Today, the United Kingdom House of Commons Science and Technology Committee heard testimony on what the Committee termed “the possible security risks involved with 5G communications networks and to what extent those risks can be managed.” One of the key witnesses was John Suffolk, a Senior Vice President and the Global Cyber Security & Privacy Officer for Chinese telecommunications company Huawei Technologies. Huawei has been the target of U.S. efforts to discourage other countries from adopting Huawei 5G technology, because of persistent U.S. Government concerns that the Chinese government could exploit Huawei “to spy on other countries and companies.”
In his testimony, Suffolk reportedly stated that Huawei had “sought guidance from its attorneys to see if a Chinese law on domestic companies’ cooperation with the government on security matters could force it to conduct foreign intelligence work.” According to Suffolk, Huawei’s outside counsel had twice validated that “[t]here are no laws in China that obligate us to work with the Chinese government with anything whatsoever.”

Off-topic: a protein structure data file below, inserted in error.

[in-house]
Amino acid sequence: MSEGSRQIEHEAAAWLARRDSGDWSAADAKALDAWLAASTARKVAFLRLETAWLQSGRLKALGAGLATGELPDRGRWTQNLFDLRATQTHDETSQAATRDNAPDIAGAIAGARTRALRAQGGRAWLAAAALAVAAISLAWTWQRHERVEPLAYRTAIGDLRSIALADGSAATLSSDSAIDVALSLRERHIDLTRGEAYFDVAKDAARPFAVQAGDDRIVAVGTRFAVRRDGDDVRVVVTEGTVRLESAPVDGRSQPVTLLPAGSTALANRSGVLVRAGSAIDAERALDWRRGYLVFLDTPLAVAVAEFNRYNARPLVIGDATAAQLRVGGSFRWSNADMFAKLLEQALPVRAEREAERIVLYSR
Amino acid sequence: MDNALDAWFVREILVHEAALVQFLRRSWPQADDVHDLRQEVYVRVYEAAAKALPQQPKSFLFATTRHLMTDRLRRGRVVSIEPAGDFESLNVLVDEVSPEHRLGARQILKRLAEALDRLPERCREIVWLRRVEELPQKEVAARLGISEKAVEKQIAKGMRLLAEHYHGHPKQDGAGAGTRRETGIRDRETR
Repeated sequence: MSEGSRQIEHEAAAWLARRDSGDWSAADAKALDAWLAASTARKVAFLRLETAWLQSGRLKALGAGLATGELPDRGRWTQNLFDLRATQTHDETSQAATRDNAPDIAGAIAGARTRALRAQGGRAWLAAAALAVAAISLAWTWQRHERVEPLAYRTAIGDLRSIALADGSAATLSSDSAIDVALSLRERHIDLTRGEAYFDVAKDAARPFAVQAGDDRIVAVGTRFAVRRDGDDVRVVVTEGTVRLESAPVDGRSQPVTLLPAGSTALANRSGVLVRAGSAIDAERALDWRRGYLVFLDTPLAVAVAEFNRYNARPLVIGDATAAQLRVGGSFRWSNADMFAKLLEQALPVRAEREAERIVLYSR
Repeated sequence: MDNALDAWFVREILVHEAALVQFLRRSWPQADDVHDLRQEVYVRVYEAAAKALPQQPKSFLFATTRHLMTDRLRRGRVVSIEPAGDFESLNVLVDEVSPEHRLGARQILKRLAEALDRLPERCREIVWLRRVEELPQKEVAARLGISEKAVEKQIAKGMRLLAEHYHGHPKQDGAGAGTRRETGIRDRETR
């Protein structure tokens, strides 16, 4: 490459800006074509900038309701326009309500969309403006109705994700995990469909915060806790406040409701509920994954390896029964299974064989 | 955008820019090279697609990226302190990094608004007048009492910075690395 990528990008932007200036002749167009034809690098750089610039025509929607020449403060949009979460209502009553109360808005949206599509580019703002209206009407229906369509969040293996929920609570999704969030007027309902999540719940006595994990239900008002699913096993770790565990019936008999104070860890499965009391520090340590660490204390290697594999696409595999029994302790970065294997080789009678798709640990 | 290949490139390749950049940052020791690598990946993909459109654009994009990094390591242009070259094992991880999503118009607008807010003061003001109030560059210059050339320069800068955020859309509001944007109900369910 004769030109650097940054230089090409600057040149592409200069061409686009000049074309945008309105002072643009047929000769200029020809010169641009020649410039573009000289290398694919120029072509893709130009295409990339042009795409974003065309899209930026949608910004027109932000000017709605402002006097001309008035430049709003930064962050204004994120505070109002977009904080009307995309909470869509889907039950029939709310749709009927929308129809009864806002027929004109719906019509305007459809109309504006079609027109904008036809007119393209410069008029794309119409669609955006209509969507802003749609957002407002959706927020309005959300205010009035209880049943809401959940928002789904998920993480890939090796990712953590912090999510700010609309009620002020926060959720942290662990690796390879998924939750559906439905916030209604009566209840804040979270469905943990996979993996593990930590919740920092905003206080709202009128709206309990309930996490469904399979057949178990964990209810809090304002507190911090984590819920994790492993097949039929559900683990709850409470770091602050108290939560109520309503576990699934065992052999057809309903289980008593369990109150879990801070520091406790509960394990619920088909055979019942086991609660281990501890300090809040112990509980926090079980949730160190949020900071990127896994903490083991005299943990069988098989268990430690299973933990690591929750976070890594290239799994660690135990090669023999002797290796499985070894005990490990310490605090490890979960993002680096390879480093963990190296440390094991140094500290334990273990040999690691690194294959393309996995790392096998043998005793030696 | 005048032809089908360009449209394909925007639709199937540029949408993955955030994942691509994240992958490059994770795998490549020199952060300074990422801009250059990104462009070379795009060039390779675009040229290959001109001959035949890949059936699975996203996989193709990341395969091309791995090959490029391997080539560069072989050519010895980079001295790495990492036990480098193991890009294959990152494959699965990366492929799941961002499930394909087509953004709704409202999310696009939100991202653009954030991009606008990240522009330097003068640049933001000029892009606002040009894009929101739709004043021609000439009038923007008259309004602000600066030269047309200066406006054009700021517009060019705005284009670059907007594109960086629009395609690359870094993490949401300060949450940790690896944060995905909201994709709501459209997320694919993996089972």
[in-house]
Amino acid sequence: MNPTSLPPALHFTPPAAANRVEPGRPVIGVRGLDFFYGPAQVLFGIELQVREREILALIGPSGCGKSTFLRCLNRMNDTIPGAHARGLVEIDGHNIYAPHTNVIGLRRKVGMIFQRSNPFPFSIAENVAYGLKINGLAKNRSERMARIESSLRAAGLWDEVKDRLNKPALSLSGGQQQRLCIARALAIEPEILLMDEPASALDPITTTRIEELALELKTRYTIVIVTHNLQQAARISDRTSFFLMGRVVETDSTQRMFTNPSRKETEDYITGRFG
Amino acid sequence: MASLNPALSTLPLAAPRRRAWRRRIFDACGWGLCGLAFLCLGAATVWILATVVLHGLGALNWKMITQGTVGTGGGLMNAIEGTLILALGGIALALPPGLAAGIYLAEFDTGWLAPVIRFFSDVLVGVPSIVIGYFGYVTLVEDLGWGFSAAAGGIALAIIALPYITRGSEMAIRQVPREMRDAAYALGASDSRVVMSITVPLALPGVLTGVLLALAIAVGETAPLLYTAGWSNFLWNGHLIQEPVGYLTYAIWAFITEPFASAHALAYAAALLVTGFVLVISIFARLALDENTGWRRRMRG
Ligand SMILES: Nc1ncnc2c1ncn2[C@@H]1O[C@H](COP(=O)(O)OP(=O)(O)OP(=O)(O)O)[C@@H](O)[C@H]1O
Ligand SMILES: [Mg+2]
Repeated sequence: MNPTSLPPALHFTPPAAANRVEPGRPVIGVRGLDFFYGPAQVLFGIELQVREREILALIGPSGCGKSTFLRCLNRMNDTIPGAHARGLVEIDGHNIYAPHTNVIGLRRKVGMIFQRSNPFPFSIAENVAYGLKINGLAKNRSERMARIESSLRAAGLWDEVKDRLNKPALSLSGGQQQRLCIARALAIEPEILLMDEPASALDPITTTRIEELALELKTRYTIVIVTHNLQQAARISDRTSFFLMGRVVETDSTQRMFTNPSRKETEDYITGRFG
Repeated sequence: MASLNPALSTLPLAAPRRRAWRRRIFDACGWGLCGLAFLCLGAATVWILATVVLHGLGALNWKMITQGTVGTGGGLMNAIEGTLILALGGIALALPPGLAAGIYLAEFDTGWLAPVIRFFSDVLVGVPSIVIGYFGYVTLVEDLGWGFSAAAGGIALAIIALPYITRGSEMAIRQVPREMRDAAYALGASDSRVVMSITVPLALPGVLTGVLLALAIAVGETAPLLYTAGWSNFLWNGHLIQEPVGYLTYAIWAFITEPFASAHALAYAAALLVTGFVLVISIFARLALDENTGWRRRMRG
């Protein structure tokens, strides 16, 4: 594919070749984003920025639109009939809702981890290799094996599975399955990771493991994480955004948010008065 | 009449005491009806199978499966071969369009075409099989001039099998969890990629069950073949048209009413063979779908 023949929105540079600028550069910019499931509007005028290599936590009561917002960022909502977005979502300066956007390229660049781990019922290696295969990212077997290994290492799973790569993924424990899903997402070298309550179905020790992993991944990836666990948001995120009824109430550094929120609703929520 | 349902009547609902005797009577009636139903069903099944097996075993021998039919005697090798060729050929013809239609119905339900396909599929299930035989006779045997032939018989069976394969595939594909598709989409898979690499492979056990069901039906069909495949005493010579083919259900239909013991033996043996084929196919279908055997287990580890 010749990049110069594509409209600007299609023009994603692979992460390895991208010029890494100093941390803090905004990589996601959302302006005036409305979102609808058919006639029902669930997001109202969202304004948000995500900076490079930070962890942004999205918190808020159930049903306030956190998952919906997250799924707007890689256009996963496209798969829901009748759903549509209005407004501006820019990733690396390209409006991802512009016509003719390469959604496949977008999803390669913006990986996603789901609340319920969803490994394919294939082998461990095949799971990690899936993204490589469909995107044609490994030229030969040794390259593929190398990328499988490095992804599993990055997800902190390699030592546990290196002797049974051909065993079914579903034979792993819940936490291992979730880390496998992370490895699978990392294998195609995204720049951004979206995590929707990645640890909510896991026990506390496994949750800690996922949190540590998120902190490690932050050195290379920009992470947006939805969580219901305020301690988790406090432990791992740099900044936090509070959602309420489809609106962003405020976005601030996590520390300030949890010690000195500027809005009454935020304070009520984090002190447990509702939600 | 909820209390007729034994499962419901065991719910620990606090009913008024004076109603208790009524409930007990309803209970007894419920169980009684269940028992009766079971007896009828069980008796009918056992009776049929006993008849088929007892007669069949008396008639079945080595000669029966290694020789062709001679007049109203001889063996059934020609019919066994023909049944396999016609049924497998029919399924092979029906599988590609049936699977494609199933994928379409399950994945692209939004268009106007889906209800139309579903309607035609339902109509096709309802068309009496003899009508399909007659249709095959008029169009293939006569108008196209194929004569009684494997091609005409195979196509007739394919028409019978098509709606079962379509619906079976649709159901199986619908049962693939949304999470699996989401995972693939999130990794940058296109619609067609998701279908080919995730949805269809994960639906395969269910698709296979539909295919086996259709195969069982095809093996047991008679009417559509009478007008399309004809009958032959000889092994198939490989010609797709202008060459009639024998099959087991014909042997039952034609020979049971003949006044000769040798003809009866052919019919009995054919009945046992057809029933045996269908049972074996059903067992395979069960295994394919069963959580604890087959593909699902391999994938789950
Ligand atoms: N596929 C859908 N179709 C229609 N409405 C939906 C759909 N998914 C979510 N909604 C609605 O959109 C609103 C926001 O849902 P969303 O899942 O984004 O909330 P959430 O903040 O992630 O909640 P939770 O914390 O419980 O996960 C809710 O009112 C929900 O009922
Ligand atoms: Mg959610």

At the same time, The Times reported, Suffolk – who had been Her Majesty’s Government Chief Information Officer and Chief Information Security Officer before joining Huawei in 2011 — admitted that Huawei “could be broken into by the Chinese security services.” When asked whether “Chinese agencies could get into Huawei’s systems if they wanted,” Suffolk responded, “Edward Snowden amply demonstrated that governments of capability can break into most things, including breaking into Huawei servers, so you could never say that a government, whoever they are, if they have the capability, can’t break into systems.”
Note: Suffolk’s assurance that Chinese law does not compel Huawei to cooperate with Chinese authorities will give scant comfort to governments with existing concerns about cyber-espionage. Moreover, his frank acknowledgement that Chinese authorities could hack into Huawei technology, regardless of the state of Chinese law, will undoubtedly be cited by U.S. authorities in its continuing offensive against Huawei. Suffolk’s words will not be the last word on the potential cybersecurity risks that Huawei poses, but could well influence the pace and direction of that debate.